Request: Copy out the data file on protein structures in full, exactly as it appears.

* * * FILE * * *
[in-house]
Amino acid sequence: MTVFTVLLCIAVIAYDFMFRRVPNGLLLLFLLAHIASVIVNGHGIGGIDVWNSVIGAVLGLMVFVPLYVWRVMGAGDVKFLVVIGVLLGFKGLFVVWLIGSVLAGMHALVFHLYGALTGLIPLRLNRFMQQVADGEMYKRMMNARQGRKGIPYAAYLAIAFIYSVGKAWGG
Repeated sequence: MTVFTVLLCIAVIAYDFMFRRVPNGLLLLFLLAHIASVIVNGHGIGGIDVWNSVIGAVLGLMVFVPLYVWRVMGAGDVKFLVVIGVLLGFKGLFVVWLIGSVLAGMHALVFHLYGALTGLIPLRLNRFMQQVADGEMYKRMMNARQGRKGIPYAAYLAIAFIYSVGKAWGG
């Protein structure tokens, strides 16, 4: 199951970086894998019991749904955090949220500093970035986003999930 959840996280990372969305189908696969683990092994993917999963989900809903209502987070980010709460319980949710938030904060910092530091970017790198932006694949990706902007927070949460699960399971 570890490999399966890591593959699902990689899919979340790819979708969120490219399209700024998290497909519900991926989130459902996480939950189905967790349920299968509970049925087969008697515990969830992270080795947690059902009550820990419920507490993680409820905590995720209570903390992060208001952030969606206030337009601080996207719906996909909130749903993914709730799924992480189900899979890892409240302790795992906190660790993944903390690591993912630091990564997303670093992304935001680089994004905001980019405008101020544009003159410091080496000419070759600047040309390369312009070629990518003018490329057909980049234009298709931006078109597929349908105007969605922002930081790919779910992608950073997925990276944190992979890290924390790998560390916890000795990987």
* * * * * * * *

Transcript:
[in-house]
Amino acid sequence: MTVFTVLLCIAVIAYDFMFRRVPNGLLLLFLLAHIASVIVNGHGIGGIDVWNSVIGAVLGLMVFVPLYVWRVMGAGDVKFLVVIGVLLGFKGLFVVWLIGSVLAGMHALVFHLYGALTGLIPLRLNRFMQQVADGEMYKRMMNARQGRKGIPYAAYLAIAFIYSVGKAWGG
Repeated sequence: MTVFTVLLCIAVIAYDFMFRRVPNGLLLLFLLAHIASVIVNGHGIGGIDVWNSVIGAVLGLMVFVPLYVWRVMGAGDVKFLVVIGVLLGFKGLFVVWLIGSVLAGMHALVFHLYGALTGLIPLRLNRFMQQVADGEMYKRMMNARQGRKGIPYAAYLAIAFIYSVGKAWGG
């Protein structure tokens, strides 16, 4: 199951970086894998019991749904955090949220500093970035986003999930 959840996280990372969305189908696969683990092994993917999963989900809903209502987070980010709460319980949710938030904060910092530091970017790198932006694949990706902007927070949460699960399971 570890490999399966890591593959699902990689899919979340790819979708969120490219399209700024998290497909519900991926989130459902996480939950189905967790349920299968509970049925087969008697515990969830992270080795947690059902009550820990419920507490993680409820905590995720209570903390992060208001952030969606206030337009601080996207719906996909909130749903993914709730799924992480189900899979890892409240302790795992906190660790993944903390690591993912630091990564997303670093992304935001680089994004905001980019405008101020544009003159410091080496000419070759600047040309390369312009070629990518003018490329057909980049234009298709931006078109597929349908105007969605922002930081790919779910992608950073997925990276944190992979890290924390790998560390916890000795990987």